National Institutes of Health (NIH) Awards Over $107 Million to Support Innovative Approaches to COVID-19 Testing and Surveillance
From the press release: “The National Institutes of Health has awarded over $107 million through its RADx Radical (RADx-rad) program” - part of the Rapid Acceleration of Diagnostics (RADx) initiative created to speed innovation in the development, commercialization, and implementation of technologies for COVID-19 testing - “to support innovative approaches and reimagined uses of existing tools to address gaps in COVID-19 testing and surveillance, and develop platforms that can be deployed quickly during an emerging outbreak of COVID-19 or other infectious disease.”
The first 49 research projects and grant supplements have been awarded to 43 institutions across the United States. These funded projects focus on non-traditional viral screening approaches, new analytical platforms with novel chemistries or engineering, rapid detection strategies, point-of-care devices, and home-based testing technologies. For instance, some examples of these funded projects from the National Institute of Nursing Research (NINR), one of the RADx-rad program partners, include: Multi-modal Wireless COVID Monitoring and Infection Alerts for Concentrated Populations; Reaching Communities through the Design of Information Visualizations (ReDIVis) Toolbox for Return of COVID-19 Results, and Alive Church Network: Increasing COVID-19 Testing in Chicago’s African American Testing Deserts. Learn more about all the types of projects being supported under the RADx-rad program.
COVID-19 Funding Opportunity Announcements Subsiding
Announcements of new funding opportunities for COVID-19 specific projects have greatly subsided, however, you can find a current curated selection online via the Research Foundation.
The Archives: COVID-19 Funding News - as of November 2, 2020
National Institutes of Health (NIH) Reports on the Impact of COVID-19 on Researchers and Outlines Proactive Mitigation Measures
It will come as NO SURPRISE to SJSU researchers that while COVID-19 research has yielded positive results, other research has been very negatively impacted, primarily due to social distancing guidelines. Labs have closed, access to facilities and equipment have been restricted, conferences have been cancelled, supply chains for new equipment have been disrupted, graduations for biomedical students are uncertain, and career proposals for trainees and early career scientists have been delayed. Additionally, U.S. faculty openings have fallen by 70%. Sadly, multiple studies have shown a greater impact has been felt by bench scientists, women scientists, and scientists with young children.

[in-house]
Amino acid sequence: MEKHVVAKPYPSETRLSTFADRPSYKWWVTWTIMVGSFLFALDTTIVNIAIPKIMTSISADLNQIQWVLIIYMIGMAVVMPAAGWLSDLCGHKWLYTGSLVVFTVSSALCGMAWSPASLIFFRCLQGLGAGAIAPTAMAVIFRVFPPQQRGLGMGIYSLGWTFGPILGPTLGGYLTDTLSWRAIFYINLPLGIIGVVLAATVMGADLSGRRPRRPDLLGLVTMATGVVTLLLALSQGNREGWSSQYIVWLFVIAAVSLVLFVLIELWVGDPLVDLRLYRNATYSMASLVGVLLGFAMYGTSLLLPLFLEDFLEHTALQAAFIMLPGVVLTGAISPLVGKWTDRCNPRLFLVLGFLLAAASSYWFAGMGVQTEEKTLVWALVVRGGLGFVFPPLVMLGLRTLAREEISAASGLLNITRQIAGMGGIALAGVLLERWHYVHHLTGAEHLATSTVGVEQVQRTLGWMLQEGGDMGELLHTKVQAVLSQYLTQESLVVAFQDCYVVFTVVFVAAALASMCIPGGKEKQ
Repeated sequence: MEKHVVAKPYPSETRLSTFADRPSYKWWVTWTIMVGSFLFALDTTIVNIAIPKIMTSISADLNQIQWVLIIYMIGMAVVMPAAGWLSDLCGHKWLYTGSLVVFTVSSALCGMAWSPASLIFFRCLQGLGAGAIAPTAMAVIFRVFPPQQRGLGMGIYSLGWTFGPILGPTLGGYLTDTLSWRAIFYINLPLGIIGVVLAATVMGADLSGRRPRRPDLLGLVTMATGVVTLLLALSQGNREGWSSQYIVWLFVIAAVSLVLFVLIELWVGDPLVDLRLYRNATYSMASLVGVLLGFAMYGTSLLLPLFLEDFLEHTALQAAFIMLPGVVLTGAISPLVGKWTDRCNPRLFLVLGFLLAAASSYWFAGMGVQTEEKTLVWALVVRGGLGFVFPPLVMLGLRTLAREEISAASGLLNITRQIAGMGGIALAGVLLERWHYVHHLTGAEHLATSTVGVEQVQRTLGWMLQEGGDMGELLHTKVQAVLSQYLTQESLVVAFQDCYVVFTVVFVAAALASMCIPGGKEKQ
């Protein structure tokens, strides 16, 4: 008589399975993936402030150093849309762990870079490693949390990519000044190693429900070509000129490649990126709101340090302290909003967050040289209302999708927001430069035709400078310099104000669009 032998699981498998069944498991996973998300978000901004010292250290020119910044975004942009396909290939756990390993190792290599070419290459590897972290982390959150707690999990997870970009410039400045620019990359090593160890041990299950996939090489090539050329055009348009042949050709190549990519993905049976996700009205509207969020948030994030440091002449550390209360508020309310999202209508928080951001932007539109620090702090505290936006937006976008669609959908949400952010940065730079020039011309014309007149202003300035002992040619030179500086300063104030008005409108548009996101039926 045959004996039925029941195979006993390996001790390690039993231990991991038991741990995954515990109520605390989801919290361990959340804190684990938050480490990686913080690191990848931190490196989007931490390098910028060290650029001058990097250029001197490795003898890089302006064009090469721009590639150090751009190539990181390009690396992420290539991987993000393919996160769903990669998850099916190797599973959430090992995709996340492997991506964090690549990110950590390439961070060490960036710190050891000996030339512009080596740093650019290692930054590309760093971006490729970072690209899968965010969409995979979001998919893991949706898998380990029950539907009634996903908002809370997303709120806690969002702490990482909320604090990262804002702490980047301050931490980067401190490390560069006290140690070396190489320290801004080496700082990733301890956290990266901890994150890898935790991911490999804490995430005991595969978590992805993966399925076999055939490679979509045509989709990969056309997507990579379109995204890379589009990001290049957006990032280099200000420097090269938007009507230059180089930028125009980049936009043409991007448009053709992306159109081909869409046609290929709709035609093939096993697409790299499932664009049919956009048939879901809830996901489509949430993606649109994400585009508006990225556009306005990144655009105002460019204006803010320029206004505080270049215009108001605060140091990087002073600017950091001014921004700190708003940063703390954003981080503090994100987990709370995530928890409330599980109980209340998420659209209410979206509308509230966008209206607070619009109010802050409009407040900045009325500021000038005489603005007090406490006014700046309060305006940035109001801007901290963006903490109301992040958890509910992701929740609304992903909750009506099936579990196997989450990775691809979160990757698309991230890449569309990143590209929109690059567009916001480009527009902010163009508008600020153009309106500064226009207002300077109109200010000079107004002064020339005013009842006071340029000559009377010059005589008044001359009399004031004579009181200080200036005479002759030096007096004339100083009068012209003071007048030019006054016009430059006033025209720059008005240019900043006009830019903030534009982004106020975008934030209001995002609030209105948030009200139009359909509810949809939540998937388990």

Dr. Michael Lauer, NIH's Deputy Director for Extramural Research, takes up this topic in his Extramural Nexus November 4, 2020 post. “Given these known stresses, and likely more to come, how to proceed? In June, Gibson and colleagues published an interesting essay in which they noted that we should not respond by merely yearning to return back to normal, since the normal state was not that great. They wrote that the pandemic served to highlight long standing problems in academic research, including a complicated system that ‘is catered towards senior-level researchers,’ an observation supported by data from NIH and elsewhere.”
Dr. Lauer continues, “The authors argued that the pandemic offers an ‘unprecedented opportunity to reset,’ with particular attention paid to early career researchers. They offer a number of recommendations: for funders they call for simplification of procedures, policies that decrease dependency on preliminary data, extension of early stage investigator status, and no-cost extensions for existing grants.” Dr. Lauer cites NIH’s work to implement a number of these recommendations including, “plans for the Stephen I. Katz award [pdf], an R01 award for early stage investigators based on applications with no preliminary data allowed; expedited processes for requesting extension of early stage investigator status; revised application and review policies that allow for post-submission of preliminary data and instructions to reviewers to disregard situations directly related to the COVID-19 pandemic, such as temporary declines in productivity, and expedited processes for requesting on a case-by-case basis no-cost extensions for research, career, and training awards.”
National Institutes of Health (NIH) seeks researcher input on NIH’s Strategic Plan for COVID-19 Research
NIH created the first Strategic Plan for COVID-19 Research in July 2020. Per Dr. Michael Lauer, NIH's Deputy Director for Extramural Research, the current plan prioritizes “conducting fundamental research; advancing diagnostics, treatments and prevention strategies; and redressing poor COVID-19 outcomes in health disparity and vulnerable populations. Cutting across all of these priorities is an emphasis on the importance of scientific collaboration, the research workforce, and data science as keys to the response.”
NIH is currently seeking researcher comments and suggestions for the next version of the plan. Read the Request for Information (NOT-OD-21-018), then submit your ideas on this form by December 7, 2020. Dr. Lauer asks that “if you have noted significant research gaps or barriers in the original Plan, let us know. Or perhaps you can share new resources that NIH can leverage to advance one of the plan’s priorities. Maybe a new scientific technique has emerged that could revolutionize COVID-19 research.” NIH would appreciate any of your suggestions.
COVID-19 Funding Opportunity Announcements Subsiding